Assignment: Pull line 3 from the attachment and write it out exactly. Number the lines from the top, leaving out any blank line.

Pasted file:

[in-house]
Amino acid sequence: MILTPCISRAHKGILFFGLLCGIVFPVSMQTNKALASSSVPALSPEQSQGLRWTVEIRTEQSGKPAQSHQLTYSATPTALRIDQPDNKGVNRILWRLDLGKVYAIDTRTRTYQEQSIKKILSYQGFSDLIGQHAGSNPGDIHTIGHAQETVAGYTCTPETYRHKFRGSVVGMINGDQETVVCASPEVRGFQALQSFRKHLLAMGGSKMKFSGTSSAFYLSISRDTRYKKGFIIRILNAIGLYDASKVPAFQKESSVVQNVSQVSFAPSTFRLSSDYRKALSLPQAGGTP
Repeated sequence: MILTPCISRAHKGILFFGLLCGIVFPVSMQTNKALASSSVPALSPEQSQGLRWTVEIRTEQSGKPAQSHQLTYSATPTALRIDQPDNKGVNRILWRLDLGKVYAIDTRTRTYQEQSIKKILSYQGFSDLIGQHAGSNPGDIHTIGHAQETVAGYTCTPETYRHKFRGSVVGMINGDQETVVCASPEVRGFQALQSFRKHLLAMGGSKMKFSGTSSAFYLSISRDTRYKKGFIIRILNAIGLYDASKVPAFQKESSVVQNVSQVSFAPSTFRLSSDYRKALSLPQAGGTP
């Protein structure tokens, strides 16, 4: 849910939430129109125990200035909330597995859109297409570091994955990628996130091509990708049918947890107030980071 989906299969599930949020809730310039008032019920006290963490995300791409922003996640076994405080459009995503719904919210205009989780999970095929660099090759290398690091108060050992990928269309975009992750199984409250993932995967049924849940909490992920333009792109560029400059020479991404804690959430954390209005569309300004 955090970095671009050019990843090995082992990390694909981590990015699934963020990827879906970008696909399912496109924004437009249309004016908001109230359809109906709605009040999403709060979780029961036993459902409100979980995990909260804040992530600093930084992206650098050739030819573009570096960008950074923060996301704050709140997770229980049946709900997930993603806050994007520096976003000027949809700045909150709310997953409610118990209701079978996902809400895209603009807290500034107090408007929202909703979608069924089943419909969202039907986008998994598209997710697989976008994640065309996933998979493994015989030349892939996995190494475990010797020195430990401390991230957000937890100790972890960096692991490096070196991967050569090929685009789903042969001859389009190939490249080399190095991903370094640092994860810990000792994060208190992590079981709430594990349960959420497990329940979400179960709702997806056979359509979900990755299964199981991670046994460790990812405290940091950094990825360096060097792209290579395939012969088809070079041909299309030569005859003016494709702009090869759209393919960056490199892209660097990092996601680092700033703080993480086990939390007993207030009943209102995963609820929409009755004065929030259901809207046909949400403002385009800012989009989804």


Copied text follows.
Repeated sequence: MILTPCISRAHKGILFFGLLCGIVFPVSMQTNKALASSSVPALSPEQSQGLRWTVEIRTEQSGKPAQSHQLTYSATPTALRIDQPDNKGVNRILWRLDLGKVYAIDTRTRTYQEQSIKKILSYQGFSDLIGQHAGSNPGDIHTIGHAQETVAGYTCTPETYRHKFRGSVVGMINGDQETVVCASPEVRGFQALQSFRKHLLAMGGSKMKFSGTSSAFYLSISRDTRYKKGFIIRILNAIGLYDASKVPAFQKESSVVQNVSQVSFAPSTFRLSSDYRKALSLPQAGGTP